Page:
Arriving at Start the Bus this evening there is an unusually tense feel in the air and the gig area is populated uncommonly with several rows of chairs. I hear the main performer that night had insisted on it. Tonight features two solo efforts both of which have a distinctly grabbing presence for one reason or another.
We begin with Secular Ghost who strolls up to his loop loaded devices, keyboard and guitar in a very non-climatic fashion. The overall feel of his set has a taste of early nineties dance like some of the more digital sounding pre-‘Born Slippy’ Underworld. There are also moments of more eerie tension that are slightly reminiscent of Vangelis on the Blade Runner soundtrack with it’s contorted and gnarly electronic voices. The vocals are buried for the first song but once they emerge it is clear this man refuses to under use the echo effect. The rhythm of the singing as it phased through the various effects was a like gentle saunter with a slight hint of Sean Ryder to it. Watching him perform, his voice seemed almost disembodied due to the synthesised nature it had.
As the set progressed, despite a slight disconnect with the audience where he would occasionally tell you he was Secular Ghost with a quick hello, people were increasingly transfixed as the music became more intense. I could have certainly imagined him doing a late night set at a festival for dance hungry punters as the pace and gravitas of his tracks increased towards the end.
As we prepared ourselves for the main act the lights dimmed considerably and a dark blue glow filled the stage. Willis Earl Beal arrived to waves of applause before speaking a word. He arrived alone substituting his former band for his ipod and cursing Steve Jobs intermittently due to his connection problems. He outlined two rules to the silence people seemed terrified to break; “no woo’s” and to “sit the fuck down” but conceded we were already sitting so not to worry. As he jumped into his first song a woman sat on the steps let out several excited woo’s and everyone shifted in their seats, grimacing nervously. From early I had to admit that his was some of the best singing, especially of soul music, that I have ever heard. Also I have scarcely seen a performer with such outlandish stage behaviour taking themselves so seriously.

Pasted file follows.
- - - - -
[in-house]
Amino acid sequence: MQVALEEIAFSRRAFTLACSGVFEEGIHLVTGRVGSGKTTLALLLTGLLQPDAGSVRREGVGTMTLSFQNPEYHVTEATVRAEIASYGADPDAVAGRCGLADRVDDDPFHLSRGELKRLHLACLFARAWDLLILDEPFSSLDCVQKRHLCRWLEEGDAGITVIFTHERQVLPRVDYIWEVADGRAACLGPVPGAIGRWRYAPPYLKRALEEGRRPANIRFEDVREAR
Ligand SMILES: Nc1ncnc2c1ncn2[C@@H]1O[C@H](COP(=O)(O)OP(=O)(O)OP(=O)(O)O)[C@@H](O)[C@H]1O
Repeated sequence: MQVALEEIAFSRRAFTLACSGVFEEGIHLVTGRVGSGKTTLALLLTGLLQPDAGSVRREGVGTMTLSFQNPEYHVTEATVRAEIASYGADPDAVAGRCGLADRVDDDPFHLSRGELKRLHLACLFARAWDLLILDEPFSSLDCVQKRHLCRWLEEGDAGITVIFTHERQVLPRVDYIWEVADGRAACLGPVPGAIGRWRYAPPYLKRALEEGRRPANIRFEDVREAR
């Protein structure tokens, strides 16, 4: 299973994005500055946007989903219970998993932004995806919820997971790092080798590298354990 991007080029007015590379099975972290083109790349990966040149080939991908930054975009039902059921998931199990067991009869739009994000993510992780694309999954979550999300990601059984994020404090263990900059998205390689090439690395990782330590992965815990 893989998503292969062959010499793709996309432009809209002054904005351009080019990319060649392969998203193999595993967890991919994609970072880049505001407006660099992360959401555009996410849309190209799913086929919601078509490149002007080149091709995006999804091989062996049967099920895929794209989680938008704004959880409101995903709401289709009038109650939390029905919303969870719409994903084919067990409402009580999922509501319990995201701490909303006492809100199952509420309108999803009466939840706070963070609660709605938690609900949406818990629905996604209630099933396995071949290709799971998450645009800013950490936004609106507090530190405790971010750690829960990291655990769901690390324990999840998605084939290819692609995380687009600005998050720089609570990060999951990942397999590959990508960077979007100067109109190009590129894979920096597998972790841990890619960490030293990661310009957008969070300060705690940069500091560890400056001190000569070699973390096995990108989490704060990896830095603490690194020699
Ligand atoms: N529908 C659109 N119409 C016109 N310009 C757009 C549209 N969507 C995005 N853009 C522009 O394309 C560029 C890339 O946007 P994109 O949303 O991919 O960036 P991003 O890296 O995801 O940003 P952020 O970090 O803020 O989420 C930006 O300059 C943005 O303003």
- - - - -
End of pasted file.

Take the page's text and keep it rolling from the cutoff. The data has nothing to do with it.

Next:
We discovered after the first song that clapping was also banned. Willis insisted that he was trying to be mysterious and heartfelt. Applause apparently disturbed his enigmatic efforts and emotional channelling. Aside from his face mask he also brought a cape which he donned as he occasionally toured the small stage. When he hung it from the mic stand swinging it around like a cumbersome samurai sword I couldn’t help but emit a chuckle as it did look rather ludicrous. He introduced the set as something that would be intense and it was certainly that. The songs rolled one into another as I tried to determine at one point if the lyrics were “I’m flying solo” or “I’m flying so low”, perhaps it was both and neither?; it was that kind of gig. When he repeatedly sang “where is the toilet”? I was just puzzled as he did break off the end of songs in a non precise manner and you weren’t sure if he was just talking to us. “Am I here, are we here” he said at one point as we all stared ahead. Whatever the intention no one would dare have said it’s up the stairs, first on the right.
But it has to be said that his stamina and vocal strength were hugely impressive. It started to feel like an out of body experience after a while as he poured his emotions into full blown early Marvin Gaye sounding renditions mixed with wall cracking funk screams worthy of James Brown. It became a kind of epic soul/funk soundscape. He definitely managed to achieve that esoteric and unusual atmosphere he seemed so keen to cultivate but I came away with mixed feelings. On the one hand it was a remarkable show and highly unique even though a lot of the ingredients weren’t conventional. But his temperamental nature etched beyond endearing as the set continued and he seemed to revel in the confusion and befuddlement he caused.
Whilst I don’t mind that in itself, I feel he could have balanced it with an effort to build a rapport with the audience. Saying that, I’m glad I went and would suggest people catching either artist if they get the chance as it was impressive work from both and unlike much other music around.
Watch the video for ‘Monotony’ below.